Friday, August 24, 2018

Keen Detective Funnies v. 3 #1 - pt. 2

No, this isn't a black and white reprint; Centaur was still having financial difficulty at the beginning of 1940 and could not afford to put color on every page.

Dan Dennis shows you that G-Men did not have to observe rules or laws in comic books. Here, rather than getting a warrant for an autopsy in a sterile medical lab, Dan sneaks a complicit medical examiner into a private funeral home and has the examiner perform one in the dark. Interesting verdict on that autopsy -- unless it was skin cancer, there would be no outwardly visible sign of cancer. I wonder how much cutting up the examiner did.

This is Ed Colton. It's interesting how many similarities there are between this scenario and the Masked Marvel story I shared from yesterday, despite that being a mysteryman story and this being a cowboy story.

Ed lays out a good series of clues that can be gathered at a crime scene.

In order to pull off this bluff, Ed took a deliberate 10' fall into a gulch in order to look injured.

I guess there were not too many ranches with plane hangars in the area, so solving the "who done it" part of this mystery was relatively easy. Finding one of them conveniently holding the murder weapon in the hangar certainly helps.

By making it a tripod-mounted weapon, the Editor has made it virtually impossible to use in melee range, to Ed's benefit.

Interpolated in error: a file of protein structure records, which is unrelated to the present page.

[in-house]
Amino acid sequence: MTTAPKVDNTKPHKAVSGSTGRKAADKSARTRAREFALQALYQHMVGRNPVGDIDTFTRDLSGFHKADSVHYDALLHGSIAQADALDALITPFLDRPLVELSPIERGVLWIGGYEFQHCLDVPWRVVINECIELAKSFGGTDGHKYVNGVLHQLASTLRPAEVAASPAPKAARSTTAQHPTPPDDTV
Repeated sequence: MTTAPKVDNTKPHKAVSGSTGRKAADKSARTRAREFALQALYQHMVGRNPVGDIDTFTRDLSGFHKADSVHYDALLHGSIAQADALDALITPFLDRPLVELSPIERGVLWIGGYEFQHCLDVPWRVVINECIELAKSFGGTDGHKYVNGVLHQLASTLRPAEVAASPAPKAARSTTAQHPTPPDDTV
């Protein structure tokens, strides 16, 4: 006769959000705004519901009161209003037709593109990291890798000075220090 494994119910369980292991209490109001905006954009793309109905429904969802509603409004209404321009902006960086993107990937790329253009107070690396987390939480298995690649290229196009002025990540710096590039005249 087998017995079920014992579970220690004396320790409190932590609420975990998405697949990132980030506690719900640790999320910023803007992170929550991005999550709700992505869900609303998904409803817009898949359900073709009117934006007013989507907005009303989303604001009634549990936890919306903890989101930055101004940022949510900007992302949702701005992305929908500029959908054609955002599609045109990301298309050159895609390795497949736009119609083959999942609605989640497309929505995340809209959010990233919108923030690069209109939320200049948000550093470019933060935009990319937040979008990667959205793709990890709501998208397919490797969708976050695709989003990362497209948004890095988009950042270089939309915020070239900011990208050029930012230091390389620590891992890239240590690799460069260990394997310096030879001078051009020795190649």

I laughed at first when confronted with the term "liquid oxygen," but it is a real thing and has apparently been used in rocket fuel in the past.

Of course, the caption is way too long, taking up an entire panel, and includes a lot of detail we just do not need to understand the story.

This is Dean Masters, D.A. There are three ways to handle that trick where he sneaks the tear gas grenade out of his pocket. The player could either make a sleight of hand check (basic skill check) to palm the grenade, rely on surprise rolls, or even just rely on initiative rolls to see if he could set it off before Louie could take an action.

Dean tricks Sam into going out into the hallway and getting shot. My first inclination was to say Sam had to save vs. plot to resist fast-talk, but there's not really anything here to resist. Instead, I would say this is an encounter reaction check situation.

Dean wisely doesn't fire into the crowd -- if he rolls low, he runs a risk of hitting a civilian (there's no game mechanic penalty, by the way, for shooting a civilian, but there could be in-game repercussions, like him losing his job.

Sam takes three bullets before he goes down. With those hit points, he must be a master criminal!

Scenario map (though, admittedly, not very detailed).

This is Captain Forsyth & Sergeant Maclean, Spy Hunters -- a title almost longer than its own feature. Here, we see bandits. We are told they are Arab bandits, but counter to typical racism of the day, there are no visual cues to the bandit leader being an Arab, other than a caption telling us.

$50,000 is a fortune in 1940 money.

(Scans courtesy of Digital Comic Museum.)

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